Eating Well on a Budget: Part 1 – Introduction
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Eating Well on a Budget: Part 1 – Introduction

Posted on Thursday, November 29th, 2012 at 2:51 pm
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We understand that eating well can be quite the task when you have to have to consider doing so on a budget. Not to mention that natural and organic foods aren’t packed with preservatives like many of the processed foods you find on grocery store shelves. As a result, you’re left looking for ways to ensure nothing goes to waste. Add in the need to decide between organic or conventional produce and pleasing the picky eaters in your family, and you might feel overwhelmed.

Luckily, you aren’t alone. Recently, the Environmental Working Group (EWG) released a guide called “Good Food on a Tight Budget”. For years, the EWG has been well known for their “Dirty Dozen” and “Clean Fifteen” lists, which rank fruits and vegetables based on the amount of pesticides conventionally needed for production. They took the knowledge they have acquired to compile these lists and paired it with average prices for several foods to determine how you can get the most “bang for your buck” when shopping for healthy foods.

This unique guide breaks foods down into seven categories: fruits, vegetables, grains, protein, dairy, cooking fats and oils, and staples and spices. In addition to telling you which foods are the most affordable and nutritious, the Environmental Working Group also provides tips and tricks for shopping, preserving, and enjoying these healthy foods. Using this guide along with their “Dirty Dozen” and “Clean Fifteen” lists can help you feed your family the most balanced, chemical-free diet possible without breaking the bank.

Here at, we believe that eating well should be easy and affordable. That’s why we’ll break down the food categories found in the “Good Food on a Tight Budget” booklet into individual posts to not only teach you how to save some money, but to inform you about the health and nutritional benefits you’ll get from your favorite foods.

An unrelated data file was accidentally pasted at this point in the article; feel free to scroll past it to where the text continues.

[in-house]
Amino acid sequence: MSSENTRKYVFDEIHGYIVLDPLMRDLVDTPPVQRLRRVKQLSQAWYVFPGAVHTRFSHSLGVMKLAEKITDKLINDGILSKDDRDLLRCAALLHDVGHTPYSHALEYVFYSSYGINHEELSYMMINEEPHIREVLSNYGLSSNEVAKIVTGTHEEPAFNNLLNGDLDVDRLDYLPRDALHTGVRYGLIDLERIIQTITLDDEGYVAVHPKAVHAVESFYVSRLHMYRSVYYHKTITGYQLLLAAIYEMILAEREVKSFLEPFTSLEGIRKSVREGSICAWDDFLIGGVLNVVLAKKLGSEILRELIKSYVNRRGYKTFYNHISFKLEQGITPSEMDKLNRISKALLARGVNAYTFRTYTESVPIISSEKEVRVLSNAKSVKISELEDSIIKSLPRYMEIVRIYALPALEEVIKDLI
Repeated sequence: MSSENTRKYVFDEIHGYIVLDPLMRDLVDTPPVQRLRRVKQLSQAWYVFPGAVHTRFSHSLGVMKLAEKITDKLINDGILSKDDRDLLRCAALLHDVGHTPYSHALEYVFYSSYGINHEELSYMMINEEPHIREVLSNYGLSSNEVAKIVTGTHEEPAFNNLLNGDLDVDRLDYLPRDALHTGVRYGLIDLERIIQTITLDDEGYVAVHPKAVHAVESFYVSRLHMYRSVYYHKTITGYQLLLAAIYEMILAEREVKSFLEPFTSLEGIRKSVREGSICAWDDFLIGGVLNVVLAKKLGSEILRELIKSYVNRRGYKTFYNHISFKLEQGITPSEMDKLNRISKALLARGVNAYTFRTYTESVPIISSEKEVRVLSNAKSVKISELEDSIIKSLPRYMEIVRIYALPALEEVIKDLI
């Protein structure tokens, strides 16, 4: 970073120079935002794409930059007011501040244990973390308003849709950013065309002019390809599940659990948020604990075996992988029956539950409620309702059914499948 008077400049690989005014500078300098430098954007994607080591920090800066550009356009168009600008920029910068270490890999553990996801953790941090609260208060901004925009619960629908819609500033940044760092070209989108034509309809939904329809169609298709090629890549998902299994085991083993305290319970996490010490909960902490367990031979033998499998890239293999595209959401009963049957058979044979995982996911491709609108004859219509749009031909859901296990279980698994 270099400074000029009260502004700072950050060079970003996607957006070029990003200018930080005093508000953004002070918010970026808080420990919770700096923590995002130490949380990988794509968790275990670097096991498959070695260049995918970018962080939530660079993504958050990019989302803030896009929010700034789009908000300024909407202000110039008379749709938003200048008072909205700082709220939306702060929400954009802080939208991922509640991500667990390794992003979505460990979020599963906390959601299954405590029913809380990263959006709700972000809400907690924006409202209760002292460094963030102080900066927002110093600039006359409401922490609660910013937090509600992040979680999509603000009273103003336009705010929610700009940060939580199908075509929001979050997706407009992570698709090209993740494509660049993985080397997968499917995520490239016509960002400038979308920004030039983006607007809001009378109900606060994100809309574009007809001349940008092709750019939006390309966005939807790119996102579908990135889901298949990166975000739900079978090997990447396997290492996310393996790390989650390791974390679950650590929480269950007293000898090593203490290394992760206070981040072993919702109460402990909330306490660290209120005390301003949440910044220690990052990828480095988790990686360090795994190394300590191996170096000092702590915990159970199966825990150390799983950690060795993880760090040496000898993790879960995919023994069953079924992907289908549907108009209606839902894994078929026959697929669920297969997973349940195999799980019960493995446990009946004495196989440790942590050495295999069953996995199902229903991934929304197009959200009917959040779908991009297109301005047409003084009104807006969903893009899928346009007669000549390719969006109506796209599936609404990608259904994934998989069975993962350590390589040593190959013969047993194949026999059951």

For complete details about the Environmental Working Group, the “Good Food on a Tight Budget” study, or the “Dirty Dozen” and “Clean Fifteen” lists check out the official Environmental Working Group’s website.

Now onto Part 1: Fruits

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Good Tip: Saving money is important – especially if you have a lot of expenses like bills to pay, loans to pay off, and all the other things that drain your bank account. Figuring out a way to save money can feel tedious to some, and like a punishment to others. U.S. News suggests that you try one of these money saving challenges. The “No Eating Out for a Month” Challenge This one is self-explanatory. The goal is to avoid eating out for an entire month. This might be super easy for people who enjoy making meals at home. People who really enjoy dining out, or ordering food to be sent to their home, may struggle with this one. It’s worth a try because spending money on take-out is more expensive than buying groceries. The Pantry Challenge This one is a variation of the “No Eating Out for a Month” challenge. The goal is to use up all of your groceries before you buy more. It forces you to try and remember why you bought a food or beverage that you don’t know what to do with, and gives you the opportunity to find a way to use it. The one exemption to this challenge is the foods that have expired. Don’t eat them! Throw them in the trash. The “No Spend” Challenge Make a goal to avoid spending money during an entire weekend. The only exemption in this challenge is that you are allowed to pay bills. This challenge is interesting because it requires creativity. You must be creative and find workarounds for problems that you would typically solve by spending money. You may have a different outlook on spending after finishing this challenge.